Allison Behringer ’12 and Erica Zendell ’12 never thought they would end up in the tech business — let alone creating podcasts. Although they don’t know each other personally, both found themselves unsure of their futures after Princeton and have turned to podcasting as a way to explore new paths.

Allison Behringer ’12
Courtesy Allison Behringer

Behringer, after graduating from Princeton with a sociology degree, did everything from going to Thailand through Princeton in Asia to teaching high school English in the Bronx through a non-profit called Blue Engine. After receiving an email from an internet startup studio called Betaworks about a possible podcasting gig, however, she couldn’t resist the chance to try something new. Her podcast, “The Intern,” showcases what it’s like to start a new career in the tech business in NYC, following everything from her first day at a new job to asking for a raise.

”My goal is to create stories that are one, relatable — that everyone can listen to and relate to,” Behringer said. “What I’m talking about at the end of the day isn’t about tech or NYC. It’s about trying something new, failing — I fail really hard — self doubt, not knowing, looking for answers, and being a self-starter.”

Erica Zendell ’12
Courtesy Erica Zendell

Similarly, Zendell started a podcast after experiencing disillusionment with the recruiting process for jobs during and after Princeton. Originally a comparative literature major, she is now in business school at MIT. She and her classmate Lily Chen got the idea for their podcast, “The Business of Being Awesome,” after talking during an Uber ride about wanting to stay true to what they really want to do in their careers. The driver told Zendell she had a good voice for radio, so Zendell and Chen decided to continue their conversation by starting a podcast about navigating post-graduation life and finding a fulfilling career.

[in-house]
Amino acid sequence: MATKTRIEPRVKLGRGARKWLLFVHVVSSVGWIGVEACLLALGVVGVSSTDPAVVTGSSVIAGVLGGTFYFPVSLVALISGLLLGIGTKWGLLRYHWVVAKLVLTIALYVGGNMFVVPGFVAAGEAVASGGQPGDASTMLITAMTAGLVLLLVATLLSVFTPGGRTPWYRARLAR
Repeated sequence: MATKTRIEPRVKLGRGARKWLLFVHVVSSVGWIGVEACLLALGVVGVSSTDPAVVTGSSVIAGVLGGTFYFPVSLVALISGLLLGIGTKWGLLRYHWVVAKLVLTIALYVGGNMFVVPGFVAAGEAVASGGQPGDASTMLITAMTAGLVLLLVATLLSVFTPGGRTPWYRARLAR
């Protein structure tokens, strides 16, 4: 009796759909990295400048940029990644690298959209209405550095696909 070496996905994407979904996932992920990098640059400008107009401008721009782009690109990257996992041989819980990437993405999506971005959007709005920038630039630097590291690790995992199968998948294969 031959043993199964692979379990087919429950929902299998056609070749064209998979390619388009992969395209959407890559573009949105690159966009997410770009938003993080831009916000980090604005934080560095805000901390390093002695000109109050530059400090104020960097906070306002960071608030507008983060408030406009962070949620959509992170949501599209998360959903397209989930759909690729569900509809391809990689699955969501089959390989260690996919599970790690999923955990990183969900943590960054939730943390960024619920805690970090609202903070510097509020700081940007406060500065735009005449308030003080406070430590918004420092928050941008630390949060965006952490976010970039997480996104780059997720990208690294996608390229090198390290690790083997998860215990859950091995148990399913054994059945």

“You should love what you do, but remember that work isn’t the only thing you do,” Zendell said. “There’s a difference between bringing your whole self to your work and bringing your whole work into your self. These are things we talk about in our most recent episode. In a place like Princeton, you think that your worth is determined by the place where you are working, and that’s not true.”

Why, then, a podcast? For Zendell, also an avid blogger, creating a podcast was a chance to “move one step off the written word into real life.”

For Behringer, it comes back to being relatable. “It’s a very intimate medium,” Behringer said. “There’s something about human nature and wanting to experience other peoples joys and triumphs and happiness, but also to know that they are humans and to experience their failures and their shortcomings and their doubts with them as well.”